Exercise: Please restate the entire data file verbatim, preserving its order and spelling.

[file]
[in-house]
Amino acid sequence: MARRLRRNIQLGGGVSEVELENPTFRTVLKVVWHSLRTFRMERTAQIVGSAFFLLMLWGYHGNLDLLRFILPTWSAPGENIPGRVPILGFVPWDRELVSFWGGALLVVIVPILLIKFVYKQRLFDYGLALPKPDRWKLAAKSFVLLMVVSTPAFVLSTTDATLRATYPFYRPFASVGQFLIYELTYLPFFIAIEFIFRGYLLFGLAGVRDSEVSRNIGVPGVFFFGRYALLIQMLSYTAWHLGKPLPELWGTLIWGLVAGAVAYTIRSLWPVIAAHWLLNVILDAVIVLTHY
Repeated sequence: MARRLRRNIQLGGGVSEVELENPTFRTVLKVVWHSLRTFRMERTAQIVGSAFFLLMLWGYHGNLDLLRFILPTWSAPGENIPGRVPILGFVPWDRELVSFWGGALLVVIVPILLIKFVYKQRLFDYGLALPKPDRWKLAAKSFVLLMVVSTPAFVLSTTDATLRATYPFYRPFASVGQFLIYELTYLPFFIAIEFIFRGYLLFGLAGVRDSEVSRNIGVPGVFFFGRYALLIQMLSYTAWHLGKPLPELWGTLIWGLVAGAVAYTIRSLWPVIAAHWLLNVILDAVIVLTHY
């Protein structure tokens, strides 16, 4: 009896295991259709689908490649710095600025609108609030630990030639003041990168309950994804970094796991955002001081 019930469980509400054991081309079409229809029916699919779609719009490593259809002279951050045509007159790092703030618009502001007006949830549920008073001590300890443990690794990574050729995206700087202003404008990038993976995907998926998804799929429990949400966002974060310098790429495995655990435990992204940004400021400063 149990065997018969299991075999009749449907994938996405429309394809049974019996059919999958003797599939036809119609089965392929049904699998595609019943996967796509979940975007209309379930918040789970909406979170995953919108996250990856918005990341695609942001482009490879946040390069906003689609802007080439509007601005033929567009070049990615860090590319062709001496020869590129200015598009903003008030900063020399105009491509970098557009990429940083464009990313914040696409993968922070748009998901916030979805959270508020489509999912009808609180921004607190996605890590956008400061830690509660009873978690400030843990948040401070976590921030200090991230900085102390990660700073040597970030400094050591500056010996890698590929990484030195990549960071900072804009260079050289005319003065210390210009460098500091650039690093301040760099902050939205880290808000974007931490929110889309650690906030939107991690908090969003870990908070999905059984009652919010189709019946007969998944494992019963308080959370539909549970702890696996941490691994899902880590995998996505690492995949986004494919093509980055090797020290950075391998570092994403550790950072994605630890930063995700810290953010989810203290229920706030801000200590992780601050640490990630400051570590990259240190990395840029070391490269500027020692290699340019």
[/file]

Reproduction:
[in-house]
Amino acid sequence: MARRLRRNIQLGGGVSEVELENPTFRTVLKVVWHSLRTFRMERTAQIVGSAFFLLMLWGYHGNLDLLRFILPTWSAPGENIPGRVPILGFVPWDRELVSFWGGALLVVIVPILLIKFVYKQRLFDYGLALPKPDRWKLAAKSFVLLMVVSTPAFVLSTTDATLRATYPFYRPFASVGQFLIYELTYLPFFIAIEFIFRGYLLFGLAGVRDSEVSRNIGVPGVFFFGRYALLIQMLSYTAWHLGKPLPELWGTLIWGLVAGAVAYTIRSLWPVIAAHWLLNVILDAVIVLTHY
Repeated sequence: MARRLRRNIQLGGGVSEVELENPTFRTVLKVVWHSLRTFRMERTAQIVGSAFFLLMLWGYHGNLDLLRFILPTWSAPGENIPGRVPILGFVPWDRELVSFWGGALLVVIVPILLIKFVYKQRLFDYGLALPKPDRWKLAAKSFVLLMVVSTPAFVLSTTDATLRATYPFYRPFASVGQFLIYELTYLPFFIAIEFIFRGYLLFGLAGVRDSEVSRNIGVPGVFFFGRYALLIQMLSYTAWHLGKPLPELWGTLIWGLVAGAVAYTIRSLWPVIAAHWLLNVILDAVIVLTHY
């Protein structure tokens, strides 16, 4: 009896295991259709689908490649710095600025609108609030630990030639003041990168309950994804970094796991955002001081 019930469980509400054991081309079409229809029916699919779609719009490593259809002279951050045509007159790092703030618009502001007006949830549920008073001590300890443990690794990574050729995206700087202003404008990038993976995907998926998804799929429990949400966002974060310098790429495995655990435990992204940004400021400063 149990065997018969299991075999009749449907994938996405429309394809049974019996059919999958003797599939036809119609089965392929049904699998595609019943996967796509979940975007209309379930918040789970909406979170995953919108996250990856918005990341695609942001482009490879946040390069906003689609802007080439509007601005033929567009070049990615860090590319062709001496020869590129200015598009903003008030900063020399105009491509970098557009990429940083464009990313914040696409993968922070748009998901916030979805959270508020489509999912009808609180921004607190996605890590956008400061830690509660009873978690400030843990948040401070976590921030200090991230900085102390990660700073040597970030400094050591500056010996890698590929990484030195990549960071900072804009260079050289005319003065210390210009460098500091650039690093301040760099902050939205880290808000974007931490929110889309650690906030939107991690908090969003870990908070999905059984009652919010189709019946007969998944494992019963308080959370539909549970702890696996941490691994899902880590995998996505690492995949986004494919093509980055090797020290950075391998570092994403550790950072994605630890930063995700810290953010989810203290229920706030801000200590992780601050640490990630400051570590990259240190990395840029070391490269500027020692290699340019």